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      Download the Game Design and Indie Game Marketing Freebook   07/19/17

      GameDev.net and CRC Press have teamed up to bring a free ebook of content curated from top titles published by CRC Press. The freebook, Practices of Game Design & Indie Game Marketing, includes chapters from The Art of Game Design: A Book of Lenses, A Practical Guide to Indie Game Marketing, and An Architectural Approach to Level Design. The GameDev.net FreeBook is relevant to game designers, developers, and those interested in learning more about the challenges in game development. We know game development can be a tough discipline and business, so we picked several chapters from CRC Press titles that we thought would be of interest to you, the GameDev.net audience, in your journey to design, develop, and market your next game. The free ebook is available through CRC Press by clicking here. The Curated Books The Art of Game Design: A Book of Lenses, Second Edition, by Jesse Schell Presents 100+ sets of questions, or different lenses, for viewing a game’s design, encompassing diverse fields such as psychology, architecture, music, film, software engineering, theme park design, mathematics, anthropology, and more. Written by one of the world's top game designers, this book describes the deepest and most fundamental principles of game design, demonstrating how tactics used in board, card, and athletic games also work in video games. It provides practical instruction on creating world-class games that will be played again and again. View it here. A Practical Guide to Indie Game Marketing, by Joel Dreskin Marketing is an essential but too frequently overlooked or minimized component of the release plan for indie games. A Practical Guide to Indie Game Marketing provides you with the tools needed to build visibility and sell your indie games. With special focus on those developers with small budgets and limited staff and resources, this book is packed with tangible recommendations and techniques that you can put to use immediately. As a seasoned professional of the indie game arena, author Joel Dreskin gives you insight into practical, real-world experiences of marketing numerous successful games and also provides stories of the failures. View it here. An Architectural Approach to Level Design This is one of the first books to integrate architectural and spatial design theory with the field of level design. The book presents architectural techniques and theories for level designers to use in their own work. It connects architecture and level design in different ways that address the practical elements of how designers construct space and the experiential elements of how and why humans interact with this space. Throughout the text, readers learn skills for spatial layout, evoking emotion through gamespaces, and creating better levels through architectural theory. View it here. Learn more and download the ebook by clicking here. Did you know? GameDev.net and CRC Press also recently teamed up to bring GDNet+ Members up to a 20% discount on all CRC Press books. Learn more about this and other benefits here.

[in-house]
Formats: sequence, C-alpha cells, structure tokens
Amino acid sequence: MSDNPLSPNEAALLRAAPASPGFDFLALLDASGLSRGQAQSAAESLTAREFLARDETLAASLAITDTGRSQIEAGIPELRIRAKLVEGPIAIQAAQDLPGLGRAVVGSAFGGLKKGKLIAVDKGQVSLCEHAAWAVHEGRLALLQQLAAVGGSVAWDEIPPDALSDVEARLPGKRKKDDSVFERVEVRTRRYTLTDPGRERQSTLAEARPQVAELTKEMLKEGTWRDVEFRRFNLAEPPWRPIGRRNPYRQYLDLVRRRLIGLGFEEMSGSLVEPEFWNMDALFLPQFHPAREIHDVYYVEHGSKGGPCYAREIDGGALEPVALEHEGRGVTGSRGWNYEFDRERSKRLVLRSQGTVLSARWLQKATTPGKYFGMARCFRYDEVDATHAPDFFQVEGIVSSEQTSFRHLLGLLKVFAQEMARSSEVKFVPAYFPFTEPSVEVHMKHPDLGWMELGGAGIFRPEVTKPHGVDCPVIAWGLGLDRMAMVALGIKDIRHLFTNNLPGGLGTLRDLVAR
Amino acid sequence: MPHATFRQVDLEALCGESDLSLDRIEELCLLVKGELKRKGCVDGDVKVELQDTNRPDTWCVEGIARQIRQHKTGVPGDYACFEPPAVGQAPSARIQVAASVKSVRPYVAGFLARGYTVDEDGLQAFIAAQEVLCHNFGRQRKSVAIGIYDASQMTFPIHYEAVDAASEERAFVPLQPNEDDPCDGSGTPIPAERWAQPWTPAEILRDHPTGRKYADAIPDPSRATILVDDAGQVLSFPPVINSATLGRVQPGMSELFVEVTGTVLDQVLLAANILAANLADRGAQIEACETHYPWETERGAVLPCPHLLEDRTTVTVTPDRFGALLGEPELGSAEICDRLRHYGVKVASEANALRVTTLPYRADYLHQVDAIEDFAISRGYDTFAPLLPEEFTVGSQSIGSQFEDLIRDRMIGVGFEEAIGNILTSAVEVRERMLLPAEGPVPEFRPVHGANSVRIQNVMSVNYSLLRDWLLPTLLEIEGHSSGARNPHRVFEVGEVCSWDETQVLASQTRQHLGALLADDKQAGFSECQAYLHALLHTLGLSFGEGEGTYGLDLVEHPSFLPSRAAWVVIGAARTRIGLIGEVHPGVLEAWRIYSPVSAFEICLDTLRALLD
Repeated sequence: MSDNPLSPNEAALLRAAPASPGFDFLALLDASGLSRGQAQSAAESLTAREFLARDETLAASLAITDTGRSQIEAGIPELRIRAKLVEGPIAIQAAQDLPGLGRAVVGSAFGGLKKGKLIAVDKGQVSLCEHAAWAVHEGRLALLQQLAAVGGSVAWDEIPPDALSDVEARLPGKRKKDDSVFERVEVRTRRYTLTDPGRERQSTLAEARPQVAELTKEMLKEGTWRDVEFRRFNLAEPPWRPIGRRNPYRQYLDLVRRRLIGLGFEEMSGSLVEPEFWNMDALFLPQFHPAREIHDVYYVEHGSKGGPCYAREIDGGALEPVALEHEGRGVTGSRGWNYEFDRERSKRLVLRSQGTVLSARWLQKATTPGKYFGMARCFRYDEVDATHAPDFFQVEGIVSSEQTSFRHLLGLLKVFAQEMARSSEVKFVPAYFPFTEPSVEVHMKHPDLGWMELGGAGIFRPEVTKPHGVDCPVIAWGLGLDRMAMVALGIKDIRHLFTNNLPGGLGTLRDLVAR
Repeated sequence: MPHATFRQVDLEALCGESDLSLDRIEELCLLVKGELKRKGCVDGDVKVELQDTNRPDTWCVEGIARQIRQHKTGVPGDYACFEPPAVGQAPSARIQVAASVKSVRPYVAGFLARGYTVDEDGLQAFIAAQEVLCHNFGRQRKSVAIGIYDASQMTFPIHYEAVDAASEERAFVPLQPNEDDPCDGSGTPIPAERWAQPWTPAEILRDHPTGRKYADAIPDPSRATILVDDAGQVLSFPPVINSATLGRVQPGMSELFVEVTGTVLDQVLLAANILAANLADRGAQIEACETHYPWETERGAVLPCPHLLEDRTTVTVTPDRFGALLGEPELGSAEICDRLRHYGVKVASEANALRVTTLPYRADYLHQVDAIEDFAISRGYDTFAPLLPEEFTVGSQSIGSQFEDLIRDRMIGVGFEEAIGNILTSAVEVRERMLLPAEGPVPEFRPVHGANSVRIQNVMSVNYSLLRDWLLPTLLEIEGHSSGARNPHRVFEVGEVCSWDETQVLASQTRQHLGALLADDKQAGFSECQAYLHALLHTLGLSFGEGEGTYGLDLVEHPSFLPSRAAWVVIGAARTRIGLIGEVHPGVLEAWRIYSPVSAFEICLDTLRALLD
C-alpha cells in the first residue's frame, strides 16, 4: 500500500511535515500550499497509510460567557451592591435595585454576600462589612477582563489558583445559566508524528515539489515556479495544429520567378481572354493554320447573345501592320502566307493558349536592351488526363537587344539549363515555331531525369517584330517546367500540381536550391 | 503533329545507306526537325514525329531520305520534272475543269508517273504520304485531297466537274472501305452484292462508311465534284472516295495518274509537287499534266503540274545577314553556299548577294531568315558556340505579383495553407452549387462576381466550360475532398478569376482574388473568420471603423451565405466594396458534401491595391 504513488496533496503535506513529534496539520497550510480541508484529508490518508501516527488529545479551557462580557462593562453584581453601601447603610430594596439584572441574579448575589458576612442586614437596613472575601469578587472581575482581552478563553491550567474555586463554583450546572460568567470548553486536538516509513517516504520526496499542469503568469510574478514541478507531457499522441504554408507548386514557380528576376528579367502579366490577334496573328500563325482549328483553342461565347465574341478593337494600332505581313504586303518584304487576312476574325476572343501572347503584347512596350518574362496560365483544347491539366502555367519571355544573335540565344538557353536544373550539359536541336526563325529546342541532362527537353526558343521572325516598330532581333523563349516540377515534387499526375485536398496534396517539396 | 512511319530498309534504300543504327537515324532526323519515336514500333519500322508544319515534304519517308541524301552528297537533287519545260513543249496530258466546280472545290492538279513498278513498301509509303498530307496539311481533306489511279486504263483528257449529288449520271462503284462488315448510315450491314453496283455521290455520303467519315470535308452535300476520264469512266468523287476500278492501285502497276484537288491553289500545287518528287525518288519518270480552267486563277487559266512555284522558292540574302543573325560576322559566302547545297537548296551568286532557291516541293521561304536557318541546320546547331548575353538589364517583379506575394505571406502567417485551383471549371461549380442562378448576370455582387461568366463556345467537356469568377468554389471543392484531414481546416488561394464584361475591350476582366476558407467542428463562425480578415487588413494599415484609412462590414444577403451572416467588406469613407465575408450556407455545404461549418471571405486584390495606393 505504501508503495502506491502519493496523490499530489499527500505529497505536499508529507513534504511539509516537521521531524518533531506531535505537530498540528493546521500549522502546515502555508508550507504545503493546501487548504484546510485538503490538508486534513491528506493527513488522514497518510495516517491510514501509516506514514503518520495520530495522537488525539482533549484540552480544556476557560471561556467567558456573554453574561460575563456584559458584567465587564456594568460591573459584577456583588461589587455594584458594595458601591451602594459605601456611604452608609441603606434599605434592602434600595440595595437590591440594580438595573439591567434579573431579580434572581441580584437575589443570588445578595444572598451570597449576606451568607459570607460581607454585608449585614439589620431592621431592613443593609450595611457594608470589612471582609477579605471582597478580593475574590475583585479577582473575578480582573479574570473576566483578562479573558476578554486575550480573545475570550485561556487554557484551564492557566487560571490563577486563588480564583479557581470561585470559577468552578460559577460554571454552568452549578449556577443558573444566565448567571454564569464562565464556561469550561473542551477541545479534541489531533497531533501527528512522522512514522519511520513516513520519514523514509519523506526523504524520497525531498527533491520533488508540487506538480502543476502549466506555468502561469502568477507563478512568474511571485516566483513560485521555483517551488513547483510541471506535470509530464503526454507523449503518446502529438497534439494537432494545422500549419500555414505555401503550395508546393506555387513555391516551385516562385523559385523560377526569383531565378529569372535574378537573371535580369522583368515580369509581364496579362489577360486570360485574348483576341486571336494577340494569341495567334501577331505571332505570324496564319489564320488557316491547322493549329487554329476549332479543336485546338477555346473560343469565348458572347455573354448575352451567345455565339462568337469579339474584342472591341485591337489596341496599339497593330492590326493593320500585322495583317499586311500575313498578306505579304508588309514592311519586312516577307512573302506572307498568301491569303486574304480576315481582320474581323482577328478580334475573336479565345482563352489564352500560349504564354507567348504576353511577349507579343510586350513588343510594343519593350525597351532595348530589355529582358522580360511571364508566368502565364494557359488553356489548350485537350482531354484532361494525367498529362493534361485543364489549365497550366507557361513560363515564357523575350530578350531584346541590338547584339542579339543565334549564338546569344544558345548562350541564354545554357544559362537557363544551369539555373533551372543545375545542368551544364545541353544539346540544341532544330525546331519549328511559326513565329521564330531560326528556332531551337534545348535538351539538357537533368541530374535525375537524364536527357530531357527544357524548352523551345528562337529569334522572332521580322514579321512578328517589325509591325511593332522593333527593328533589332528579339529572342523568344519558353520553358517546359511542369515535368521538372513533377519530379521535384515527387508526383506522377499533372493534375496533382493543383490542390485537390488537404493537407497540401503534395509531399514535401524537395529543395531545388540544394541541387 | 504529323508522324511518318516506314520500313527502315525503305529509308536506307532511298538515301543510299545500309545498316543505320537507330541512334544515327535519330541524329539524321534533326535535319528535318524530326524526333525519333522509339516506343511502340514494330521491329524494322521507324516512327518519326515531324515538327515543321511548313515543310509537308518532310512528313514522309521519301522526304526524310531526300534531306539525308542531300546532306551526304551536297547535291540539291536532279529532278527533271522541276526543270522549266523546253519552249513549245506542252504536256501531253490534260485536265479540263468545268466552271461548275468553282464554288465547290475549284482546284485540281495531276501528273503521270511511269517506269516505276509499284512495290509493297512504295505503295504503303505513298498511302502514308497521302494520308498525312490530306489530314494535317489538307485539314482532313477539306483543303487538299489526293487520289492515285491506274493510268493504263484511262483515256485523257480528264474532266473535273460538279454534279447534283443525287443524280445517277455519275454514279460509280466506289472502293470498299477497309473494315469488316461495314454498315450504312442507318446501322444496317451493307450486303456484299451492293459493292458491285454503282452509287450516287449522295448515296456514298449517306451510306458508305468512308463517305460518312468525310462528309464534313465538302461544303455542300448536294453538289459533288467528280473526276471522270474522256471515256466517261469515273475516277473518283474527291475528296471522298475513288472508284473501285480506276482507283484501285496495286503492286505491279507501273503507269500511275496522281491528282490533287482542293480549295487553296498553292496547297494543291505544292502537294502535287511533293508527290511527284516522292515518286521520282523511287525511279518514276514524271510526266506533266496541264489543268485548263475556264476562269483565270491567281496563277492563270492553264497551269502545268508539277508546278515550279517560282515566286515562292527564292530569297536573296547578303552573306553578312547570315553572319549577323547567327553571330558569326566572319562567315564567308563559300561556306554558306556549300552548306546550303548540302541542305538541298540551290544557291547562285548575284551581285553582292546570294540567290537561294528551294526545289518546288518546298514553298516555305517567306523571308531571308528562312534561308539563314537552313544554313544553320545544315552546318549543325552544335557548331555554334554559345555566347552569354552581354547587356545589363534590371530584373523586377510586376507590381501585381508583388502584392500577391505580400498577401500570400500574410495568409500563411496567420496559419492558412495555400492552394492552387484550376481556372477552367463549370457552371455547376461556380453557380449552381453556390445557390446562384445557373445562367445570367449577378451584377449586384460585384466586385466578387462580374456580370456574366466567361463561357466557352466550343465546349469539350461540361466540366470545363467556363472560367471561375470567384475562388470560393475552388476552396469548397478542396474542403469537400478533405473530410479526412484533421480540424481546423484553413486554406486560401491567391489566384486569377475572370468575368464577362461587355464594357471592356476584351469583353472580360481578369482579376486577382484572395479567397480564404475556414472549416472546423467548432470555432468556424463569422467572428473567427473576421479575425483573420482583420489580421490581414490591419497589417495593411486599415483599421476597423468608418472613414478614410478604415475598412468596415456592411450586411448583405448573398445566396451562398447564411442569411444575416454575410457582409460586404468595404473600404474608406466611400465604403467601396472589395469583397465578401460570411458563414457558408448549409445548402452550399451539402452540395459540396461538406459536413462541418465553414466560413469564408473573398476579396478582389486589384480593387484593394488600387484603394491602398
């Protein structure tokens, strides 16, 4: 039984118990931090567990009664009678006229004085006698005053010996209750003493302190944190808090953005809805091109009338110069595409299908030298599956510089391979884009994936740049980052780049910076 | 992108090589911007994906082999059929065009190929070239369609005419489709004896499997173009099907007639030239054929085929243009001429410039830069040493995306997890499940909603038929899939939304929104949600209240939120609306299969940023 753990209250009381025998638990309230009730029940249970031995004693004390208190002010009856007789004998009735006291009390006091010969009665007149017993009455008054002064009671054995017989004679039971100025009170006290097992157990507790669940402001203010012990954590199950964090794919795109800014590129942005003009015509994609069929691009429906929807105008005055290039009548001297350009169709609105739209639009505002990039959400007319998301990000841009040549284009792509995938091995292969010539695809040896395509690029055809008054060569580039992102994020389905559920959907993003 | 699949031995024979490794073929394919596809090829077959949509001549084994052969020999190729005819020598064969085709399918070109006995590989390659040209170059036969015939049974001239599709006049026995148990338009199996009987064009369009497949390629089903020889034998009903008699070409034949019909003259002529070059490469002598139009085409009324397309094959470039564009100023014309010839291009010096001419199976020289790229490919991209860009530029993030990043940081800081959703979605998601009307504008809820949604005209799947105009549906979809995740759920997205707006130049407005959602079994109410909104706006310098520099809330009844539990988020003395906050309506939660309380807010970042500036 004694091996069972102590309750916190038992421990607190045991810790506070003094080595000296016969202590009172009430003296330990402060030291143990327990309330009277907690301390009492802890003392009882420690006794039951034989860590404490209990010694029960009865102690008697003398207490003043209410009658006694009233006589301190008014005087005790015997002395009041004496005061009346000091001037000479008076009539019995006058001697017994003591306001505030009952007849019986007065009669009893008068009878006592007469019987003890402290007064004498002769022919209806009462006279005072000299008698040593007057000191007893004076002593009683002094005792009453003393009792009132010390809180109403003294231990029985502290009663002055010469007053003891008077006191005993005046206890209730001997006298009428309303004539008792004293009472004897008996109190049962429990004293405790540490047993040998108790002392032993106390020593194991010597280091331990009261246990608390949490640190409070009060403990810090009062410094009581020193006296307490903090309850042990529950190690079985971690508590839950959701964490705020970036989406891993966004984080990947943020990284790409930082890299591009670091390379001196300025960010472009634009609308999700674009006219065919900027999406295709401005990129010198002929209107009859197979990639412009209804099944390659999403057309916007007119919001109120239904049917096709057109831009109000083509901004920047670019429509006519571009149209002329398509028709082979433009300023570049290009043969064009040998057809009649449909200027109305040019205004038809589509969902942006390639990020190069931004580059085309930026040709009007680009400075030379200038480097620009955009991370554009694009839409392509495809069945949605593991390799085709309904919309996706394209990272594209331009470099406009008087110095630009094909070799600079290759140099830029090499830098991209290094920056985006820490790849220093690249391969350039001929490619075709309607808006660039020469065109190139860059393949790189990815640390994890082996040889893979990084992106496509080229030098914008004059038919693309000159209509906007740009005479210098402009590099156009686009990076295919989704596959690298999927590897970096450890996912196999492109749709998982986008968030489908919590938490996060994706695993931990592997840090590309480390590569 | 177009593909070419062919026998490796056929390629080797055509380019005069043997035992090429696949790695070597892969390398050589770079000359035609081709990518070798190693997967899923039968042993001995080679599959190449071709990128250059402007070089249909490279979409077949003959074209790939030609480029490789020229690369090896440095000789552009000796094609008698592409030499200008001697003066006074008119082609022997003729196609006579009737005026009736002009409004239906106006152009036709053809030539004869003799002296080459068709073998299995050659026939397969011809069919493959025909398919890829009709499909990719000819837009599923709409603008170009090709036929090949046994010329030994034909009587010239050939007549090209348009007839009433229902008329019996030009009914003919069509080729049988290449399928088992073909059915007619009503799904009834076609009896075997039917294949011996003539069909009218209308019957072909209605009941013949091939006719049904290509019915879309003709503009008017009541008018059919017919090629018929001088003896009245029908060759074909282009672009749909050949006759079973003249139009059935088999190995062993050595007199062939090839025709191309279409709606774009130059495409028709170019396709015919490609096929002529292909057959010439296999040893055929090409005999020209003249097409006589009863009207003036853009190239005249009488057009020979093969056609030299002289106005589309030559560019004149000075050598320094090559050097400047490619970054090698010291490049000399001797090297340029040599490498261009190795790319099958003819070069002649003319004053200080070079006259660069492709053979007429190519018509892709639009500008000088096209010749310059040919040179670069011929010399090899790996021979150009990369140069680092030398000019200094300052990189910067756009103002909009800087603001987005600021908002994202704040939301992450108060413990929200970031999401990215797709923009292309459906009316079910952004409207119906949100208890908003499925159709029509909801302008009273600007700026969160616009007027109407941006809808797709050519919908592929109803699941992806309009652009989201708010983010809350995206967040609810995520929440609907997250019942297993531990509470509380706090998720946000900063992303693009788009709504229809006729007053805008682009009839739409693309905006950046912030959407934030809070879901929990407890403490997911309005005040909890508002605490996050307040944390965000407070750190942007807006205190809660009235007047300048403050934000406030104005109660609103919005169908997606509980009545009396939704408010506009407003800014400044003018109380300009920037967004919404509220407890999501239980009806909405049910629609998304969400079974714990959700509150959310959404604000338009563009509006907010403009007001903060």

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I am thoroughly PISSED THE HELL OFF right now.